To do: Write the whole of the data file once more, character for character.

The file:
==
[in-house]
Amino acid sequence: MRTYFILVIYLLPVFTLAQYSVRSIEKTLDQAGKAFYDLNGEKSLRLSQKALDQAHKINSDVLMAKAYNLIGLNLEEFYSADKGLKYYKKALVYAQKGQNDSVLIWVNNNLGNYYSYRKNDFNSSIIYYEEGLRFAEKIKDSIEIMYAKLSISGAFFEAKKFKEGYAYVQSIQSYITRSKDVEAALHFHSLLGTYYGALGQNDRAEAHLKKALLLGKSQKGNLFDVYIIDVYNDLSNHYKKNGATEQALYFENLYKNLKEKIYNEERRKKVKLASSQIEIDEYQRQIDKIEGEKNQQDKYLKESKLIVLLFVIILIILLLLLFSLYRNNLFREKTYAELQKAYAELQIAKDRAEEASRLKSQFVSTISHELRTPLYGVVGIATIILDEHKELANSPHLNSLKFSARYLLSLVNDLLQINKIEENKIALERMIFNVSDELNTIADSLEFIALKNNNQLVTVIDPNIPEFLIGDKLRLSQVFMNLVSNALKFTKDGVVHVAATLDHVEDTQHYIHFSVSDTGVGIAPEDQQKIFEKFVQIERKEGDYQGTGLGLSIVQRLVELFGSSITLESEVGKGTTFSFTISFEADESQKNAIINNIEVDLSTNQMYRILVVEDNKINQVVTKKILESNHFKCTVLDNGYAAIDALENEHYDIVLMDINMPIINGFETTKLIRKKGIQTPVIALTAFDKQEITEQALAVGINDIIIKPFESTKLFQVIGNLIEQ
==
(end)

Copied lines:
[in-house]
Amino acid sequence: MRTYFILVIYLLPVFTLAQYSVRSIEKTLDQAGKAFYDLNGEKSLRLSQKALDQAHKINSDVLMAKAYNLIGLNLEEFYSADKGLKYYKKALVYAQKGQNDSVLIWVNNNLGNYYSYRKNDFNSSIIYYEEGLRFAEKIKDSIEIMYAKLSISGAFFEAKKFKEGYAYVQSIQSYITRSKDVEAALHFHSLLGTYYGALGQNDRAEAHLKKALLLGKSQKGNLFDVYIIDVYNDLSNHYKKNGATEQALYFENLYKNLKEKIYNEERRKKVKLASSQIEIDEYQRQIDKIEGEKNQQDKYLKESKLIVLLFVIILIILLLLLFSLYRNNLFREKTYAELQKAYAELQIAKDRAEEASRLKSQFVSTISHELRTPLYGVVGIATIILDEHKELANSPHLNSLKFSARYLLSLVNDLLQINKIEENKIALERMIFNVSDELNTIADSLEFIALKNNNQLVTVIDPNIPEFLIGDKLRLSQVFMNLVSNALKFTKDGVVHVAATLDHVEDTQHYIHFSVSDTGVGIAPEDQQKIFEKFVQIERKEGDYQGTGLGLSIVQRLVELFGSSITLESEVGKGTTFSFTISFEADESQKNAIINNIEVDLSTNQMYRILVVEDNKINQVVTKKILESNHFKCTVLDNGYAAIDALENEHYDIVLMDINMPIINGFETTKLIRKKGIQTPVIALTAFDKQEITEQALAVGINDIIIKPFESTKLFQVIGNLIEQ